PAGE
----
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Lord Grocott: My Lords, I beg noble Lords' pardonI am making the mistake that I am accusing everyone else of making. As soon as the five goes up, it is time to finish. Please assist us all in that respect.
Moved, That the debate on the Motion in the name of the Baroness Whitaker set down for today shall be limited to three hours and that in the name of the Lord Hunt of Kings Heath to three and a half hours.(Lord Grocott.)
The Minister of State, Home Office (Baroness Scotland of Asthal): My Lords, with the leave of the House, I shall now repeat a Statement made earlier today in another place by my right honourable friend the Home Secretary. The Statement is as follows:
"These matters have of course received the closest attention in this House and in another place through the work of the Intelligence and Security Committee, the Home Affairs Committee and the Joint Committee on Human Rights, to all of which I pay respect. I appreciate, too, the valuable work carried out by a committee of Privy Counsellors under the chairmanship of the right honourable Lord Newton of Braintree, and of course we have the regular advice of Lord Carlile of Berriew on the operation of both the Anti-terrorism, Crime and Security Act 2001 Part 4 powers and the Terrorism Act 2000. This work shows the comprehensive scrutiny which both Houses give to these difficult issues. Of course, what I am saying today follows on from the consultation paper which my predecessor published in February last year and which has informed the conclusions I am presenting today.
"As the House well knows, the Part 4 powers are immigration powers. They enable me to certify and detain, pending deportation, suspected international terrorists who, because of our international commitments, we cannot remove.
"Despite concerns when we legislated for Part 4, the powers have been used very sparingly with only 17 people certified since the powers were introduced. Those currently certified and detained were certified as being suspected international terrorists on the basis of a careful Security Service assessment of the significant threat they pose, and that judgment has been upheld regularly by the Special Immigration Appeals Commission.
"On 16 December last year, the House of Lords Judicial Committee handed down its judgment on the compatibility of the Part 4 powers with the ECHR. It quashed the Human Rights 1998 (Designated Derogation) Order 2001 and declared Section 23 of the ATCS Act incompatible with Article 5 (the right to liberty) and Article 14 (freedom from discrimination) of the ECHR.
"It did so because it considered that the Part 4 powers were discriminatory in that they applied only to foreign nationals and that, as a response to the threat we faced from terrorism, they were not proportionate.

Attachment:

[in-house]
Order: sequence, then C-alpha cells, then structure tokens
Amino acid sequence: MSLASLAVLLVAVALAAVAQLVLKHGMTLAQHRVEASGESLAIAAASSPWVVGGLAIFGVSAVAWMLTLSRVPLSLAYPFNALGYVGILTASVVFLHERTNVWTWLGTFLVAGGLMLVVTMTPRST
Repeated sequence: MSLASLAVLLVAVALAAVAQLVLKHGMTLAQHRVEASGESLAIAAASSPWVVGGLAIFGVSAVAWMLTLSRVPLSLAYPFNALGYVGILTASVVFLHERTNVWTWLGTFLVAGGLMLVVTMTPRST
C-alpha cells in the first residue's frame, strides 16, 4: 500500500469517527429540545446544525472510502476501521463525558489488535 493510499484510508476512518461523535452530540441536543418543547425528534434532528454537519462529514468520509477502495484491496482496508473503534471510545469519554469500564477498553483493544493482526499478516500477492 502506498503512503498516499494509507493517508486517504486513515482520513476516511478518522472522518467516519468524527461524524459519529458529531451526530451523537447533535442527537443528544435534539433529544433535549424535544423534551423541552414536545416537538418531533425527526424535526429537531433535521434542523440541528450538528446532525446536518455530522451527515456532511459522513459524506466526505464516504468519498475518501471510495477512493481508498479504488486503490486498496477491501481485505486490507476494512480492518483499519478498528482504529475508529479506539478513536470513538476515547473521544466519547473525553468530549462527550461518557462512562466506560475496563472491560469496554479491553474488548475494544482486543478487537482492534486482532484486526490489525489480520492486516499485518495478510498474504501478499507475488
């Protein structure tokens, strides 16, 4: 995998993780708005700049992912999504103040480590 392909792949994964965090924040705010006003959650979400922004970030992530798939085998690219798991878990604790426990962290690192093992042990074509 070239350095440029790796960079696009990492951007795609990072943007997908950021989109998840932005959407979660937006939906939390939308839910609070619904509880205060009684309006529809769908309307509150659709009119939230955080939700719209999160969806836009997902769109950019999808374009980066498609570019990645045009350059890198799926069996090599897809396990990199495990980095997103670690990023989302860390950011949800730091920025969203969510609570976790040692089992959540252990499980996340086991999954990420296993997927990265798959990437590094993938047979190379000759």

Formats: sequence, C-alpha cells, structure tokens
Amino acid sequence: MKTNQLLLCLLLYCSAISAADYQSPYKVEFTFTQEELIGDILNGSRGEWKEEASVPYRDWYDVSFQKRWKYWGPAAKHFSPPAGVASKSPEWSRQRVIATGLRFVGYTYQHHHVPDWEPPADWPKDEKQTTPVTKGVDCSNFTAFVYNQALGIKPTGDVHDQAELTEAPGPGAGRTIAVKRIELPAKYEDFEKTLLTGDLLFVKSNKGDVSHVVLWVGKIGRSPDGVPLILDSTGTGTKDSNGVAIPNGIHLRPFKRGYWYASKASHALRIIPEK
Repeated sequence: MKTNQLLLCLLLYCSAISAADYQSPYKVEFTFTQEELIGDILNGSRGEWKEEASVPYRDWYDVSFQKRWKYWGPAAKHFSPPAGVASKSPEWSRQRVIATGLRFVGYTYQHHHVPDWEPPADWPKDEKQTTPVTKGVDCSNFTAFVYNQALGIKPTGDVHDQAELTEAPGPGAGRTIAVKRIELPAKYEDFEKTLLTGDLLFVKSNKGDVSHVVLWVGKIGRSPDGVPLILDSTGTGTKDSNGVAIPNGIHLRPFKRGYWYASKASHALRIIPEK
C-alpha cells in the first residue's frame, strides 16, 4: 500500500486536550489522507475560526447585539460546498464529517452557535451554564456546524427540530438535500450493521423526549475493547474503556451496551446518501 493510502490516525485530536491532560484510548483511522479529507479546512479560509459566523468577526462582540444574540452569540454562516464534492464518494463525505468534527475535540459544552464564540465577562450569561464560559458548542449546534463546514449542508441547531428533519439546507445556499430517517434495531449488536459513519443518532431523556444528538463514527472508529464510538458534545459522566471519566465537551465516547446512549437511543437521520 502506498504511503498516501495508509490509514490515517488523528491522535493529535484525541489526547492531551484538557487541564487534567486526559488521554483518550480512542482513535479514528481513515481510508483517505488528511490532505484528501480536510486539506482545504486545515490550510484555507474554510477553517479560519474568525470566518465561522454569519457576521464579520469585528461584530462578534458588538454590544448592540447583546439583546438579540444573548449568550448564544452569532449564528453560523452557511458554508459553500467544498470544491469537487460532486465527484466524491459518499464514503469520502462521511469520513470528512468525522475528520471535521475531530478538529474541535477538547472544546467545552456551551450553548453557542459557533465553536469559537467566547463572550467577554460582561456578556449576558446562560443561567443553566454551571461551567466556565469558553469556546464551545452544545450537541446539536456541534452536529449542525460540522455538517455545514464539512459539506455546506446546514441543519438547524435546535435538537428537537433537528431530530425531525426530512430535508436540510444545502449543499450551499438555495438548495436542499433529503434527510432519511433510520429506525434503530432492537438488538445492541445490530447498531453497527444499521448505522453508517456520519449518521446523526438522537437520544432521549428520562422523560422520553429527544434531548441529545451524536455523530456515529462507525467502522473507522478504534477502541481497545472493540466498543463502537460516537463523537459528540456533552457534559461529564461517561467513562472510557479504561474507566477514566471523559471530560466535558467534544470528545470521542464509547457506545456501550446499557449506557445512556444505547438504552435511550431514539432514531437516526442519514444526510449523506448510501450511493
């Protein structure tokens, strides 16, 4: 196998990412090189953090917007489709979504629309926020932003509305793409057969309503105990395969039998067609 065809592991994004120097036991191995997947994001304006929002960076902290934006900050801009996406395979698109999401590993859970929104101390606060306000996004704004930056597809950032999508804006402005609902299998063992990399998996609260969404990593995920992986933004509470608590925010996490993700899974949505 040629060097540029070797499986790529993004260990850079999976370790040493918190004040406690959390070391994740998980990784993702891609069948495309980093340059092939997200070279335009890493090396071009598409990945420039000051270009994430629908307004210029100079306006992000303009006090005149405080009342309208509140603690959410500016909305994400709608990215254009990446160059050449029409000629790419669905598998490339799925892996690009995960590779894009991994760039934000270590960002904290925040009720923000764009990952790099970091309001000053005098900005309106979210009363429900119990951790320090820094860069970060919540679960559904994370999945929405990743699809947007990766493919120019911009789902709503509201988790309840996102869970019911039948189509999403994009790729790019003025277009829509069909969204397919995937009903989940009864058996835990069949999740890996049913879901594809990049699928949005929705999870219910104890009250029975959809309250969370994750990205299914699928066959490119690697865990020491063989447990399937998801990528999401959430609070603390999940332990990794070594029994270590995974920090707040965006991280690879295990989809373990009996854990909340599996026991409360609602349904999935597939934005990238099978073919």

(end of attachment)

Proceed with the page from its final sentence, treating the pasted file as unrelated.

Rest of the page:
"It is true that the Part 4 powers apply only to foreign nationals. The reason for this is that, when we looked at the very real threat we faced from international terrorism in the immediate aftermath of the terrible events of 11 September, we were able to identify a small number of foreign nationals resident here who posed a particular danger to us. Prosecution for their activities was not possible for evidential reasons, although two of those certified and detained under the Part 4 powers have since been convicted of criminal offences, and there was no realistic prospect of deporting them.
"The Part 4 powers were the means of containing their activities where prosecution was not possible. I can tell the House that the Government believe that the powers have played an essential part in
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addressing the current public emergency because they have been successful in containing the threat posed by those certified and detained under them.
"They have, moreover, had another effect. It is clear from the intelligence reports that I have seen that the existence, and use, of these powers has helped to make the United Kingdom a far more hostile environment for international terrorists to operate in, with the result that some have been deterred from coming here and others have left entirely to avoid being certified and detained. I am pleased about that. The United Kingdom must never be regarded as a soft touch or a safe haven for terrorists.
"The Government believed that the Part 4 powers were justified because: the threat appeared to come predominantly, albeit not exclusively, from foreign nationals; foreign nationals do not have the same right to be here as British nationals; and, against the background of the strong condemnation of terrorism contained in UN Security Council Resolution 1373, it was necessary to take positive action against peripatetic terrorists who happened to be living here.